Everyone on the planet has different thoughts, feelings, and ways they express themselves. Therefore, there’s no reason your writing can’t be original. By cultivating your own personal style, and maintaining it in all your writing (while obviously being adaptable where necessary), you should be able to make everything you write distinctive, and at original in at least some ways.

Disagree with the norm – even if the experts are saying it

Sometimes, everyone ever seems to have the same opinion, but you just don’t agree with it. Instead of shying away from arguing against seemingly well-informed gurus, voice your own thoughts! Maybe they’re wrong, but expressing them should at least open up some hearty discussion and enlighten all who get involved. Don’t be afraid of those who shout the loudest – if you have good reason to think your beliefs are valid, then share them.

Know the difference between original content and original ideas

You’ve probably heard people say that “there are no original ideas”. Whether or not that’s true, your content can certainly be original. You don’t have to be presenting some ground-breaking new discovery that no one knows about in order to ooze originality – you just have to give people a reason to want to read your writing, either because you presented an existing idea in a way that was better or different, or because you expounded on an idea in a way that no one had really thought about previously.

Don’t rush the writing process

Most writing benefits when you’re able to write something, go away for a while and do something else, and return to it with a fresher perspective and the ability to make it better. The fast-paced world of blogging can certainly put the pressure on writers to bust out content faster than it takes to say “nobody will want to read it”, but you should try to avoid diminishing the value of what you write by taking sufficient time to refine it. Forget what the latest infographic is telling you about how posting 7 times a day increases ROI by however many percent – focus on quality.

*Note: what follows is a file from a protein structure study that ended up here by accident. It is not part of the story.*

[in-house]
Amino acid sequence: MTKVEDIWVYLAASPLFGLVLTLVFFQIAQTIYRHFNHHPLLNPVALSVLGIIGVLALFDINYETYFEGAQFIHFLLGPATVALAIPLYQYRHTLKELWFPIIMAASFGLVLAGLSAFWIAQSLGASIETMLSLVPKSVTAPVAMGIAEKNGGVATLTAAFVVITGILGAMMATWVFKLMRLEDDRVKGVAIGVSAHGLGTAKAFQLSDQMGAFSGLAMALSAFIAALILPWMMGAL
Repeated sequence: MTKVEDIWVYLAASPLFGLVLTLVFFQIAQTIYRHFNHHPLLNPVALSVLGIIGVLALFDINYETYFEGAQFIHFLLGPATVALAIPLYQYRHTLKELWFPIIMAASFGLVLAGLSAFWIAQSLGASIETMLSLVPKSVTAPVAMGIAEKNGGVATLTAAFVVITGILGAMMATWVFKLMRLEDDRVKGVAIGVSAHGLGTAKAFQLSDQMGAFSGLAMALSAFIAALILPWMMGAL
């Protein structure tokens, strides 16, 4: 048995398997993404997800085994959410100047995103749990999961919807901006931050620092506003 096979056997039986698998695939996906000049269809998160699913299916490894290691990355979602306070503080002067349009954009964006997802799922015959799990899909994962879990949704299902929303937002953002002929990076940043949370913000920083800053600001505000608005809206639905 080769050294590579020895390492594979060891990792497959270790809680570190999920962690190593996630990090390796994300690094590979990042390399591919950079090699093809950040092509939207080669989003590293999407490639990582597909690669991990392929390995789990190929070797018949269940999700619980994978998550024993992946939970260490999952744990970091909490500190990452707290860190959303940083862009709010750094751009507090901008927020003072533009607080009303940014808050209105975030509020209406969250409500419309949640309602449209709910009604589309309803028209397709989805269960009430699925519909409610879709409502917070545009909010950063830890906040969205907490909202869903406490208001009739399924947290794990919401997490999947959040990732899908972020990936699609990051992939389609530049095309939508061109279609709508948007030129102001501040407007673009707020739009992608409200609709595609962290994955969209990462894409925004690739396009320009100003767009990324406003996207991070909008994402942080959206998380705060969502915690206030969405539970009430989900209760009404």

Don’t pretend to be something you’re not

One of my biggest pet peeves with marketing-related articles is the tendency for people to overstate their skills in a certain area. Sometimes it’s ok to not be an expert in something – no one really knows perfectly how to improve Page Rank, for example.

The goal of writing a post is to help people, so don’t make generalized, sweeping claims that you can’t really back up. We’re all guilty of it, because we want to seem confident in our writing. But opening up a topic for discussion may be better than simply acting like the expert in it. And don’t discount the value of quoting those who really do know about your topic – even if your post is just a solid compilation of the useful advice of others, people will still want to read it.

Tell original stories

We’ve all heard that great storytelling equals great writing, but how often do we actively try to include stories in our posts? Science shows that the effect storytelling has on our brains makes writing more engaging, as we become more emotionally involved in what we’re reading.

While you may not be able to come up with 100% original ideas, you can certainly come up with 100% original stories, whether they’re from your own experiences or fictional. This will give your posts a fresh edge, while encouraging people to keep reading.

Always stay creative

One thing that will always help your content stay original is keeping your creative juices flowing. There are numerous ways you can do this, and it’s really down to you how you choose to stay energized creatively, but just make sure you do. Don’t stay in a rut.

I hope this encouraged you to not sell out by rehashing existing online content. Above all, keep writing – it’s what will keep you good, and you’re much more likely to come up with original ideas when you’re constantly using your skills. Don’t let the tsunami of online content drown you – choose to surf the wave rather than swim with it! (Solid metaphor right there… minus the danger aspect.)

Note: The opinions expressed in this article are the views of the author, and not necessarily the views of Caphyon, its staff, or its partners.